What’s the impact of a decade of Indian casinos?
by Clara NiiSka
One of the arguments frequently made in support of Indian gambling enterprises is that casinos provide much-needed economic growth in impoverished rural areas. Minnesota’s $2 billion-plus Indian gambling industry generates more than half a billion dollars in annual net income for Indian tribal governments in the state. Additionally, the federal government contributes more than $120 million annually to Minnesota’s Indian tribal governments in contracts and grants.
State-tribal compacts establishing Indian casinos under the National Indian Gaming Regulatory Act were signed in 1989 and 1990; most Indian reservations had casinos up and running by 1991. With this issue, Press/ON starts taking a look at the impact of a decade of Indian gambling.
Casinos do not actually generate “economic growth”: commercial gambling transfers money from individuals to casinos (and “pays out” enough in “winnings” to keep gamblers interested in the “game”). Gambling does not create new wealth, it just moves dollars from one pocket to another.
What does the flow of money through Indian casinos do to the communities where these gambling enterprises are located? Over the next several months, Press/ON will examine several aspects of the impact of the casinos.
Welfare statistics give a “snapshot” indication of economic conditions. Although welfare laws have changed significantly during the past decade, the difference between welfare rates in the rural white communities, and welfare rates in contiguous Indian communities is one indication of whether or not Indian casinos have actually lifted reservation Indian communities out of poverty. Are casino advocates’ claims about the economic benefits of casinos accurate?
The chart on page 5 provides a brief summary of Minnesota Department of Human Services’ statistics: total number of Indians and whites eligible for “Minnesota Family Investment Program” welfare services in January 1994, January 2000, and July 2001. The state agency reports its statistics by county, except for the Mille Lacs band, which has recently contracted with the state to administer state social service programs on the reservation.
Have Indian casinos improved the economic situation for Indians living on or near reservations?
Nett Lake (Bois Forte) and Fond du Lac: welfare rates for whites in 2001 were about half of the 1994 rates, but for Indians welfare eligibility remained about the same.
Grand Portage: white welfare eligibility in 2001 was a fourth of what it had been in 1994; for Indians the 2001 rate was 85% of the 1994 rate.
Leech Lake: white welfare eligibility was less than half of what it had been in 1994; but for Indians welfare eligibility increased to 125% of the 1994 rates.
Lower Sioux: for whites welfare eligibility decreased by more than one fourth during the past seven years; for Indians it increased to 177%.
Mille Lacs: whites’ welfare eligibility was almost halved, Indian welfare eligibility rose by 170%.
Prairie Island: white welfare eligibility in 2001 was only 64% of what it had been in 1994; for Indians the numbers remained constant.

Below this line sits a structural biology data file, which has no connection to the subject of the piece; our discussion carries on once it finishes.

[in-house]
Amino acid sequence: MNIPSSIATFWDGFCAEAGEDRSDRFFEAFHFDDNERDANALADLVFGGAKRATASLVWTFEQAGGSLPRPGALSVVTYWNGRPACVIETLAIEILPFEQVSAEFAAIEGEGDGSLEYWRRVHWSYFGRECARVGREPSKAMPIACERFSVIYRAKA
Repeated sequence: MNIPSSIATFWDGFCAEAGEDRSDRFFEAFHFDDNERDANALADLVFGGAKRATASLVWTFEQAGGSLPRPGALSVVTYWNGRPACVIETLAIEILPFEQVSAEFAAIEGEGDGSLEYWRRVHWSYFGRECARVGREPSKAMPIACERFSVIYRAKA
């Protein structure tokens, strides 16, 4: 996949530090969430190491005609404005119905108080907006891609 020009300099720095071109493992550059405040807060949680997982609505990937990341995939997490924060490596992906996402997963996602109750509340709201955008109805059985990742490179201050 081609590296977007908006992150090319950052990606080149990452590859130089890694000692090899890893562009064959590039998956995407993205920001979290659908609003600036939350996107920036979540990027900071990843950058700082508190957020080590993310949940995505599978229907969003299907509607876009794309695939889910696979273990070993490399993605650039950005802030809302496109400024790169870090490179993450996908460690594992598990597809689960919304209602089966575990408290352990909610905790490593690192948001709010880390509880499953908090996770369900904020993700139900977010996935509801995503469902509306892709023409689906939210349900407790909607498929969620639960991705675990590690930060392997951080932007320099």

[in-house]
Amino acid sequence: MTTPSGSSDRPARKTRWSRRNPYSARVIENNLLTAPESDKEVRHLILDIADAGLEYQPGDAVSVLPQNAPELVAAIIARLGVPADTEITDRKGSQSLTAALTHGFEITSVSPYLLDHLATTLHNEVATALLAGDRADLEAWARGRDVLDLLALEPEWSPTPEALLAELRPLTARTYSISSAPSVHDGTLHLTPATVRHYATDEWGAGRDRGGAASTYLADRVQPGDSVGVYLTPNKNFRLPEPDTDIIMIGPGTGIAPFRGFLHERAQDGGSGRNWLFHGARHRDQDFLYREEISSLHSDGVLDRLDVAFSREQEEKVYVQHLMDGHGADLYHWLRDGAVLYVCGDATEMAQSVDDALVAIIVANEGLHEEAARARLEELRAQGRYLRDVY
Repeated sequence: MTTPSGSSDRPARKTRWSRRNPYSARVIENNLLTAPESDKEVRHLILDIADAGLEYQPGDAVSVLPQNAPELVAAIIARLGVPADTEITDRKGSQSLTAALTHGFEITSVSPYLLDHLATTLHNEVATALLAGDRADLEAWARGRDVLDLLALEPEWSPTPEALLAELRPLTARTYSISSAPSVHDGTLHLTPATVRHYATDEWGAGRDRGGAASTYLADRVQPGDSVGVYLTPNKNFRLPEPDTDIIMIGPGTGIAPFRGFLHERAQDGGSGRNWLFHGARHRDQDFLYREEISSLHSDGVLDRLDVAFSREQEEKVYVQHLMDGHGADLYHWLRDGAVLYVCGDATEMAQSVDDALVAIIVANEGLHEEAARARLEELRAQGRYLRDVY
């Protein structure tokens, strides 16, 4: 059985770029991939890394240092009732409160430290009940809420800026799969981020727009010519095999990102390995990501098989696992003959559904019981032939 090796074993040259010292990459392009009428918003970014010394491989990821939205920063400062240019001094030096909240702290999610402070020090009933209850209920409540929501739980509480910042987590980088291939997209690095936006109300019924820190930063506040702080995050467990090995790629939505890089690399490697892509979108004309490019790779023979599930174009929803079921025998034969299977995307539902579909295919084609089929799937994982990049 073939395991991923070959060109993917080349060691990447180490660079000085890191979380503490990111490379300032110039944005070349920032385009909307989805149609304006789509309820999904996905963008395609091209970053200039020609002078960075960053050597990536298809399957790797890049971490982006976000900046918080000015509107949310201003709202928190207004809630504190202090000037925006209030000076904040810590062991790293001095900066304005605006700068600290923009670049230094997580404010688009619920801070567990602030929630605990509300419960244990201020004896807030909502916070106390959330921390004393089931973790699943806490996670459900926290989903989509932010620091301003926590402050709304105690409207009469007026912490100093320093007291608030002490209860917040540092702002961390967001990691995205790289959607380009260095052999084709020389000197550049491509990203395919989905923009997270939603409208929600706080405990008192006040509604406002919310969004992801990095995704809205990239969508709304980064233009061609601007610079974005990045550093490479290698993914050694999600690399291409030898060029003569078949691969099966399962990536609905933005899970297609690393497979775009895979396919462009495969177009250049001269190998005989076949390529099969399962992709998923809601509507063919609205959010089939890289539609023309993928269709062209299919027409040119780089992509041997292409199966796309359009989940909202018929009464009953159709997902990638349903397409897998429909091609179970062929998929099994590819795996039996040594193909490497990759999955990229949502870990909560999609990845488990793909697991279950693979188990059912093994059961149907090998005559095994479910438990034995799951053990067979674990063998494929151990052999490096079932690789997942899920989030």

Red Lake: whites’ welfare eligibility rates decreased to 56% of the 1994 figures; for Indians the eligibility rates increased to 134% of the 1994 figures.
Shakopee: white welfare rates in July 2001 were only about a third of what they had been in 1994; Indian welfare rates were 92% of what they had been seven years previously.
Upper Sioux: in 2001 Indian welfare rates had increased to 120% of the 1994 rates, while for whites welfare eligibility decreased to one-fourth of what it had been in 1994.
White Earth: for whites, welfare eligibility rates in 2001 were only half of what they had been in 1994; for Indians the rates had increased to 123% of the 1994 eligibility.
Have Indian casinos improved the economic situation for Indians living on or near reservations? Between January 1994 and July 2001, the only county in which Indian welfare eligibility rates fell by more than ten percent was Cook County, where Grand Portage Indian reservation is located. The decrease there, to 85% of the 1994 Indian eligibility rate, is not statistically significant: it involved two Indians’ income rising beyond welfare eligibility poverty-levels.
In July 2001, Indian welfare eligibility in all Minnesota counties encompassing reservations had risen to 119% of what it was in 1994, while white eligibility in these counties had decreased to half of the 1994 rate.
In comparison, by July 2001 Indian welfare eligibility rates in the seven-county metro area decreased to 58% of the 1994 rate. Whites’ welfare eligibility in the metro area decreased to 42% of what it had been in 1994.
Welfare eligibility rates are only one facet of a fairly complicated—and hotly debated—set of questions: on the whole, have Indian casinos benefited Indian people? Have they done more good than harm? How has this multi-billion dollar industry affected people and communities in Minnesota?
Over the next several weeks, Press/ON will examine these questions from other vantages. We welcome readers’ comments. ...